A friend of mine took an herbal supplement known to be good for digestion and was excited to see improvement in her constipation symptoms within one week. She purchased several bottles, never missed a daily dose, and recommended the herb to her son for help with acid reflux.
Looking at this picture from a Chinese herbal medicine framework, the benefits she received were in large part due to a strong cooling property of the herb that helped to subdue an underlying heat pattern. This heat had dried up fluids and led to constipation. But if she continued to take the supplement in the long term, the scale would eventually tip and new symptoms and patterns of imbalance could emerge that relate to cold and restriction of circulation. Her son’s digestive issues stemmed from a pattern involving an upward counterflow in the stomach system and required a different herbal strategy altogether.
She asked what herb is used to clear heat, but it’s more complicated. We had to rule out heat related to an external pathogen, blood heat, heat generated from stagnation, damp heat and liver fire rising patterns, among dozens of others. In her specific case, the dryness seemed to be related to a “yin deficiency” which can create a “false heat” syndrome. (Chinese medicine often refers to the balancing of yin and yang.) Clues were found on her tongue with yin deficiency showing cracks, color and coating, and with a Chinese pulse diagnosis showing lack of root (or weakness) at deep levels of a few organ positions. She also has frequent night sweats, which often indicate yin deficiency because the body’s yin naturally declines at night.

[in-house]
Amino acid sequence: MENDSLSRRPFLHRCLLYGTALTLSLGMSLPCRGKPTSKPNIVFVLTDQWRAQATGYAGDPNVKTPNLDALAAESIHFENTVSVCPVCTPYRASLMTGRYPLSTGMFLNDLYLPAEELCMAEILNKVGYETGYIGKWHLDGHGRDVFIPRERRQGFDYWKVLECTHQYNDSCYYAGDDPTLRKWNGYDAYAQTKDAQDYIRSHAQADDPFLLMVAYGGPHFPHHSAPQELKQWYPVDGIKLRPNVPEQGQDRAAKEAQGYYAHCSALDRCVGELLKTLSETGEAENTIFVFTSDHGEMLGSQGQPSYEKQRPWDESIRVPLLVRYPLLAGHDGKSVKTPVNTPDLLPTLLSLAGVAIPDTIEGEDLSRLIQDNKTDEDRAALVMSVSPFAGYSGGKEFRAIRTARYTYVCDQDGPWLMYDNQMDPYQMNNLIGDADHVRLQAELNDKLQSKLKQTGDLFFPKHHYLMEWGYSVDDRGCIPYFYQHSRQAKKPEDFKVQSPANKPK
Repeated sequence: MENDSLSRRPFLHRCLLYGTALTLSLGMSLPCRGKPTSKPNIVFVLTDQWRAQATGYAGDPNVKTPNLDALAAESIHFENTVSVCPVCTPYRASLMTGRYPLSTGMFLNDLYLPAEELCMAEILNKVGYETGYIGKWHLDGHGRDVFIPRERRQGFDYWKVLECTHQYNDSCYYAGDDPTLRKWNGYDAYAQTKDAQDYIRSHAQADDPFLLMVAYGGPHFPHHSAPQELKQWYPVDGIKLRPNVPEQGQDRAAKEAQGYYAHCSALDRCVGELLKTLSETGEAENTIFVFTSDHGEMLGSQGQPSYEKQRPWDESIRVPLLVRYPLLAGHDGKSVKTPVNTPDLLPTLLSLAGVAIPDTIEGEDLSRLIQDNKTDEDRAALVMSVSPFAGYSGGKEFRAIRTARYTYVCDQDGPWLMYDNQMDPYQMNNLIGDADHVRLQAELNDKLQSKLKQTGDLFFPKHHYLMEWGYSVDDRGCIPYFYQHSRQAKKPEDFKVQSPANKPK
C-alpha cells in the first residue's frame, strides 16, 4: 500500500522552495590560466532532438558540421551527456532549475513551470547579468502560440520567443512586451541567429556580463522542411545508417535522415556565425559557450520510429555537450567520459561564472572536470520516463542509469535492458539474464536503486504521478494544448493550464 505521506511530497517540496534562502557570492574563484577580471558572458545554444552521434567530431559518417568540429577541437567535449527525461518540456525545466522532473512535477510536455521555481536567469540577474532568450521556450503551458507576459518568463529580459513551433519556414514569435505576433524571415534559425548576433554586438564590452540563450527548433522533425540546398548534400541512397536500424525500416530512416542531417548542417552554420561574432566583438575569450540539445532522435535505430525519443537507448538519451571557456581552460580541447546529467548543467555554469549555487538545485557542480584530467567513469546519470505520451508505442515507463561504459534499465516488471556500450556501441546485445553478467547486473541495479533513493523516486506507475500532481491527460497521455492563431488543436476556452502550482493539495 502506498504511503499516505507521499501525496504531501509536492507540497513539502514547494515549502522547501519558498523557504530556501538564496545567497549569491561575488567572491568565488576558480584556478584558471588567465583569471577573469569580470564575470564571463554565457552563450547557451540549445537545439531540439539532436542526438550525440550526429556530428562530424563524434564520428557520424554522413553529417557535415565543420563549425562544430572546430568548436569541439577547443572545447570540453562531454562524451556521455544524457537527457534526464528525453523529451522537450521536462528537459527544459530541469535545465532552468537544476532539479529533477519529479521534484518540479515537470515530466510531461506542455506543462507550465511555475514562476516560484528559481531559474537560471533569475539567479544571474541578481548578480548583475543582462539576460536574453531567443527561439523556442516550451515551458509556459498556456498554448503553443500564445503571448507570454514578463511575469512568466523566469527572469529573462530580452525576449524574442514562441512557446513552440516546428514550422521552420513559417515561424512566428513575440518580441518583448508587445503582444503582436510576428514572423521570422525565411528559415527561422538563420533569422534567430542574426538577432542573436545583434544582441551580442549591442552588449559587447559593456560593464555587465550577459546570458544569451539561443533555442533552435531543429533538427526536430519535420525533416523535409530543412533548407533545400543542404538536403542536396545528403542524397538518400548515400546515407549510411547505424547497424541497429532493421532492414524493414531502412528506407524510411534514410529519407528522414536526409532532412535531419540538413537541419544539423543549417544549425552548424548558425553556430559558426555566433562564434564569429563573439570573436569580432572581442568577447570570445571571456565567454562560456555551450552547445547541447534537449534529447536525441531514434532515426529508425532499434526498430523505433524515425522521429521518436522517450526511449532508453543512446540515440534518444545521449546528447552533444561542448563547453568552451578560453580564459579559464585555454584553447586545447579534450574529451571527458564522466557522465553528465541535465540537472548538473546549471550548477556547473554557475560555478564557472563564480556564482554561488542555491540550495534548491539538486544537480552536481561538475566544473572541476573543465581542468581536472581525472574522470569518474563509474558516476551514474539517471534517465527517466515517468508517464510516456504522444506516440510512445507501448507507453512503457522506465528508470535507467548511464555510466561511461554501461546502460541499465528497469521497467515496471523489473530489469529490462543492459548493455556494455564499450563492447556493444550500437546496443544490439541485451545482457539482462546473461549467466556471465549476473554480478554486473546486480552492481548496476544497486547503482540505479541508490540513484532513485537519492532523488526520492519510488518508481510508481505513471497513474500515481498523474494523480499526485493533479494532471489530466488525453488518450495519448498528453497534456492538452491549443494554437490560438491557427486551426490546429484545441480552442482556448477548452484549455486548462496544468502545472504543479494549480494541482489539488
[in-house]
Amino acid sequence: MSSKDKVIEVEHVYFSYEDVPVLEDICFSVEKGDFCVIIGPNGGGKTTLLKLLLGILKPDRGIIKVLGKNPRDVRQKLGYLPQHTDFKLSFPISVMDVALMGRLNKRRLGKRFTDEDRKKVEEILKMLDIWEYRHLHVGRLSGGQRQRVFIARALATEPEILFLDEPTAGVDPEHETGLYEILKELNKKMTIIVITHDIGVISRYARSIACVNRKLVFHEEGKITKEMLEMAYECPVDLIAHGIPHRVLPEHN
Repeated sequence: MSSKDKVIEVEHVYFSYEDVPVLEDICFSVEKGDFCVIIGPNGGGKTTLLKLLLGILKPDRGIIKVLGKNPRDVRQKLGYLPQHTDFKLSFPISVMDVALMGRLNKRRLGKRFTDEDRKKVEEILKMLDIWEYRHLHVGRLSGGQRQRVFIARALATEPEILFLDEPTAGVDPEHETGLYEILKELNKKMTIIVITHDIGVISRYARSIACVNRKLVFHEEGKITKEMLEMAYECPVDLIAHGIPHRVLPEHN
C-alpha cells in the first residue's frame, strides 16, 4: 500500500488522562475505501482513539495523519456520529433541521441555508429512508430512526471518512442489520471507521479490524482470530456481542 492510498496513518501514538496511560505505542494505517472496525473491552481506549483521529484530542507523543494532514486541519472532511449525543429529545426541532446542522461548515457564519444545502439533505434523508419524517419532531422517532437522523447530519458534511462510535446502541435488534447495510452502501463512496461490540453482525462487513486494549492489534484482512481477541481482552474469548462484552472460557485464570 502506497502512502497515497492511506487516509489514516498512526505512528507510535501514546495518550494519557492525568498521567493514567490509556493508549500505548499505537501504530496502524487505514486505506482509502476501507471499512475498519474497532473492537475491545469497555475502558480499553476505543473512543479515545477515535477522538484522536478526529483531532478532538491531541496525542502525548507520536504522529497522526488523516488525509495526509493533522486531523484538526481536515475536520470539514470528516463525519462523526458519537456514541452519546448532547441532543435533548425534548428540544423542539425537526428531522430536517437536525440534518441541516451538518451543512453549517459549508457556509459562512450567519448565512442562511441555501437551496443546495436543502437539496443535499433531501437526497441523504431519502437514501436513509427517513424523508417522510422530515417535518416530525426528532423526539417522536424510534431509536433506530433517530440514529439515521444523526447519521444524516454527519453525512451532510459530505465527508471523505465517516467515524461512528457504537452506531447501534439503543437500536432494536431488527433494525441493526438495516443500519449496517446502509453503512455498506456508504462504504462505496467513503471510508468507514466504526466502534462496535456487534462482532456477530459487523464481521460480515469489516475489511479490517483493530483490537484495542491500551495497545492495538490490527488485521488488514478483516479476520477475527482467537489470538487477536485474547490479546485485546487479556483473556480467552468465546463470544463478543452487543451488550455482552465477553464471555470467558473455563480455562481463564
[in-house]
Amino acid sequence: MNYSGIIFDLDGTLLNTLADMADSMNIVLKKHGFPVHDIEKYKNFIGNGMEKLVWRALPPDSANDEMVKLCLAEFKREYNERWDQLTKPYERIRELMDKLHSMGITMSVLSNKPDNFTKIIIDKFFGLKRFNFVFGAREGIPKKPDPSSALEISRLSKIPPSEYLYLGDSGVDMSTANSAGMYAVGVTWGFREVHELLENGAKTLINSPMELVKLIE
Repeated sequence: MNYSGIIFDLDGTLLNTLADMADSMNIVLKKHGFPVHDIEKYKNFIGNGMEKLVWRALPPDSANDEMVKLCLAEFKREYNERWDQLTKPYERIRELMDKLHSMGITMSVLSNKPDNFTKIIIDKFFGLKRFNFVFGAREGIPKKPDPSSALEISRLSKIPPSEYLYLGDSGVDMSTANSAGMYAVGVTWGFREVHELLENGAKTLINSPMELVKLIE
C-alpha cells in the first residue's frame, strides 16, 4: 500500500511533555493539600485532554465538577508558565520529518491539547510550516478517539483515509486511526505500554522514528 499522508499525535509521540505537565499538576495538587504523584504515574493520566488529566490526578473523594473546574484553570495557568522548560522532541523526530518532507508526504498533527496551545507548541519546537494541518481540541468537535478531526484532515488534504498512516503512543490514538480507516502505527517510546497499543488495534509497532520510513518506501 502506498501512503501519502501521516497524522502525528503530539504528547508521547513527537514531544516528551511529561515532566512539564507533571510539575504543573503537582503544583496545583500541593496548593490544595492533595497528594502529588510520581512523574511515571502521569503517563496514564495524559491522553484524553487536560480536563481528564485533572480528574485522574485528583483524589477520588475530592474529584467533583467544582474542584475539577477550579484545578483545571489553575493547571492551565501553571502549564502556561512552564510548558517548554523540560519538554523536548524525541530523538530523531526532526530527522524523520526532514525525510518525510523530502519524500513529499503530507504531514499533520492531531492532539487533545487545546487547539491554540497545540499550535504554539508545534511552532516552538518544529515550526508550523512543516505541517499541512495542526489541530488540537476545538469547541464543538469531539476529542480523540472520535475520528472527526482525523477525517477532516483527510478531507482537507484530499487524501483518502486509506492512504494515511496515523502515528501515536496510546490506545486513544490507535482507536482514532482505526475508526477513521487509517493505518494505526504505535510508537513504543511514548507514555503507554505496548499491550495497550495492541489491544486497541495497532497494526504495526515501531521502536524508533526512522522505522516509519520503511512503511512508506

In my opinion, she would do best with a yin tonifying formula that simultaneously addresses a few other weaknesses unique to her constitution. As her symptoms change, two herbs could be pulled out and three added in; a constantly evolving formula appropriate for an ever-changing state of health.
I appreciate other holistic herbal medicine systems like ayurveda, kanpo and homeopathy, which also explore root cause and the relationships between body systems, mind and energy health.
A trusted herbalist is a true gem.
Cheryl Weatherby is a licensed acupuncturist and anatomist with the Center for Acupuncture and Craniosacral Therapy in Columbia.